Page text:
NATO combat readiness to be put to test in 2015
By JOHN VANDIVER | STARS AND STRIPES Published: February 19, 2015
At NATO’s Allied Land Command on Thursday, U.S. Army Lt. Gen. John Nicholson was overseeing what only a year ago could have been viewed as just a mundane classroom training exercise.
Nicholson and his command team in Izmir, Turkey, were busy getting a group of military members ready to head out into the field. Not to conduct war games themselves, but to observe alliance armies that were being put to the test.
“Our evaluators have to be trained, and that’s what we’re doing this week,” Nicholson said in a telephone interview with Stars and Stripes.
But today, such training occurs as NATO is shifting from a decade fighting a counterinsurgency campaign in Afghanistan to confronting security concerns in Europe’s own backyard, a notion that only a year ago might have been viewed as throwback to the Cold War.
Now, Russian aggression in Ukraine and concerns along NATO’s southern flank, where the rise of the Islamic State has parts of Europe on edge, has revitalized the alliance. For NATO Land Command, that means getting the alliance’s ground forces to work effectively together to respond to any threat or crisis, Nicholson said.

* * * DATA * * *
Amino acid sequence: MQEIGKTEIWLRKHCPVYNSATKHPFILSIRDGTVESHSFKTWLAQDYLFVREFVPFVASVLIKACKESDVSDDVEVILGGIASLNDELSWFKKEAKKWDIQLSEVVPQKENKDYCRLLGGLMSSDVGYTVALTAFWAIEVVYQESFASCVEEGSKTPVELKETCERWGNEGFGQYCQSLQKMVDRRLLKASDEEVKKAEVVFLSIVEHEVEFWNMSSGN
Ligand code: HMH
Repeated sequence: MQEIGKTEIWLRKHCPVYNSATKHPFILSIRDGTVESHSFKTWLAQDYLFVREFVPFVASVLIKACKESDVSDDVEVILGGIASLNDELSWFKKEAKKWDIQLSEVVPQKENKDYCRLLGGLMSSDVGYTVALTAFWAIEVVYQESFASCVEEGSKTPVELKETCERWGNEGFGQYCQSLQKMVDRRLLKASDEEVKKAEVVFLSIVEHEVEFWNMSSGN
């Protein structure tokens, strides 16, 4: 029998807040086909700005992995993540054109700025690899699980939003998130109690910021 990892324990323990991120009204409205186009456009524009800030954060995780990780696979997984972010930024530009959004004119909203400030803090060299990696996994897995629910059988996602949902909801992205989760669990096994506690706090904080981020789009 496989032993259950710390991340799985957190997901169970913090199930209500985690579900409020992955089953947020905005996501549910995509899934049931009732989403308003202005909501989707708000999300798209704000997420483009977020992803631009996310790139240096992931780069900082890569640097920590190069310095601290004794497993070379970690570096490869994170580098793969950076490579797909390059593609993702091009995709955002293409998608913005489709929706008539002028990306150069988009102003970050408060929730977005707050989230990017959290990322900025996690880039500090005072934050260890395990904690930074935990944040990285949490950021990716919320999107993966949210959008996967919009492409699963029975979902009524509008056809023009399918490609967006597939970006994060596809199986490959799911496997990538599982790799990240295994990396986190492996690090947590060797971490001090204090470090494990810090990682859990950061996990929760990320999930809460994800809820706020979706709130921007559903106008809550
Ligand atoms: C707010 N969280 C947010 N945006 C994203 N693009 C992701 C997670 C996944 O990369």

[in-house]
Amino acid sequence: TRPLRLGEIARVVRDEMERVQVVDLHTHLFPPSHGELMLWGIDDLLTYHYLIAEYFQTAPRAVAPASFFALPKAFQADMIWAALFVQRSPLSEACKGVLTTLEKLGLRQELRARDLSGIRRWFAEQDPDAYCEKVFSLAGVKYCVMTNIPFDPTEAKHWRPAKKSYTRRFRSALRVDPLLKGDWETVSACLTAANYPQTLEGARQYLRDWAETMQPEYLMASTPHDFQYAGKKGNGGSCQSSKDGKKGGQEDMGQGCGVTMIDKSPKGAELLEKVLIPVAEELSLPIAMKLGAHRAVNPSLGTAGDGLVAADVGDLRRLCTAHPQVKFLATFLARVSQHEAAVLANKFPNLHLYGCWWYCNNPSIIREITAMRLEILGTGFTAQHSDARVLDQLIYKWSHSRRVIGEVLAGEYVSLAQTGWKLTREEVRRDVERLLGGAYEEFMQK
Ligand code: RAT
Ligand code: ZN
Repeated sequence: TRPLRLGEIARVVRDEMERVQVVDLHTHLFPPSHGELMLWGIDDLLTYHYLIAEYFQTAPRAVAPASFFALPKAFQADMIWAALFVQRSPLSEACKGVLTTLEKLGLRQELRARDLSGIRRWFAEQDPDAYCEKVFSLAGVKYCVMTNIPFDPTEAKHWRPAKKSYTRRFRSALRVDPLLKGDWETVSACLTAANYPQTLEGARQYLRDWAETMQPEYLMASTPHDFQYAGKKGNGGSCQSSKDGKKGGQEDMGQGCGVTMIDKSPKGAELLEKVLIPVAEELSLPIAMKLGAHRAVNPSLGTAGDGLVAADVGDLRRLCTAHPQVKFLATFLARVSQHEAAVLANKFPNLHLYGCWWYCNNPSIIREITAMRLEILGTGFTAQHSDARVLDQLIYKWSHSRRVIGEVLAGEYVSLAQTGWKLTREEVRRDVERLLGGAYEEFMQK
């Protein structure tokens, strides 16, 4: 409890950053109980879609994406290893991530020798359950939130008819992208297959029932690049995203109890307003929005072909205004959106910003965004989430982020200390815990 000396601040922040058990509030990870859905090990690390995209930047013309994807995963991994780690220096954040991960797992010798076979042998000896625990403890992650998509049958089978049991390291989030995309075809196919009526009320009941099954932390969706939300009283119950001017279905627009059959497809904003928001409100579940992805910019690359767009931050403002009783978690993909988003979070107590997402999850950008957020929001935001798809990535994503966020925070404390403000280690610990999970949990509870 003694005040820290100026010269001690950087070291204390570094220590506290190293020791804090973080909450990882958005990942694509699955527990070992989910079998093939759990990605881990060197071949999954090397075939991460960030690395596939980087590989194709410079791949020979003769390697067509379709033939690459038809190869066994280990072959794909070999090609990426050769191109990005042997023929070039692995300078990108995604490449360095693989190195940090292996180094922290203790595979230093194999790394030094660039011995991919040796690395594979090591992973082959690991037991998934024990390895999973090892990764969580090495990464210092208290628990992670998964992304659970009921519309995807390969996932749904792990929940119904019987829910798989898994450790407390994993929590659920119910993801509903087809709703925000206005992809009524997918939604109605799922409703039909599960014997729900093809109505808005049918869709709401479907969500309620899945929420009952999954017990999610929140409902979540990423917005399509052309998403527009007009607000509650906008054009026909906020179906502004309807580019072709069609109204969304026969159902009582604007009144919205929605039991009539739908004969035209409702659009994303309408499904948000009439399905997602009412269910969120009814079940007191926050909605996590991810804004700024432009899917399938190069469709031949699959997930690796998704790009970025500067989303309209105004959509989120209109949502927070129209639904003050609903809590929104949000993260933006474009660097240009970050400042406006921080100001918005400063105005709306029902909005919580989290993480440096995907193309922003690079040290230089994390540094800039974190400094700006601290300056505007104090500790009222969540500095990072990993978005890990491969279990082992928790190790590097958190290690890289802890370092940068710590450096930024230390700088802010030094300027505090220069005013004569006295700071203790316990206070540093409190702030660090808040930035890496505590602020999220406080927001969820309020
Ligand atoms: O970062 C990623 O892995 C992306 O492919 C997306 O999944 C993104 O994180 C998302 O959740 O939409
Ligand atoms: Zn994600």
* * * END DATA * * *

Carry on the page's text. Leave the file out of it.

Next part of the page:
“The political guidance has lined up. The military structure is lined up, and the focus and energy is all lined up,” Nicholson said. “These threats to the stability of the world around us, especially to the east and the south, have clearly energized the political and military leadership of the alliance to enact these improvements to readiness and responsiveness of the alliance.”
From Greece and Spain to Turkey and Germany, NATO’s Land Command will be spending much of the year dispatching teams of combat evaluators to test the readiness of the alliance’s ground fighters.
In Izmir this week, NATO military personnel from across the 28-nation alliance have been busy learning skills needed to measure the effectiveness of alliance armies.
A key challenge for the militaries is overcoming communication barriers, Nicholson said — difficulties that are less about language and more about technology.
“One of the biggest challenge areas is our command-and-control systems and our ability to talk to one another, and this remains a challenge,” he said.
For example, within NATO, allies use numerous communication and “blue force” tracking systems while conducting operations, “most of which don’t talk to each other,” Nicholson said.
The command is now working on ways to get around the problem, taking lessons learned from NATO’s experience in Afghanistan, such as networks at the higher headquarters level to enable commands to communicate with one another.
Still, there are challenges when forces operate at the lower unit level that require special attention. For example, in Afghanistan national militaries generally occupied their own battle space and didn’t have to integrate with other military communication systems. NATO needs to prepare for a future in which it can field multinational formations down at the tactical level. That means finding effective and secure ways to consistently communicate during an operation, as when calling in fire support, Nicholson said.
Those efforts are expected to help bolster NATO readiness, which alliance leaders in Brussels have singled out as NATO’s prime focus coming out of Afghanistan. “It’s a pretty comprehensive effort across the alliance to improve readiness,” Nicholson said.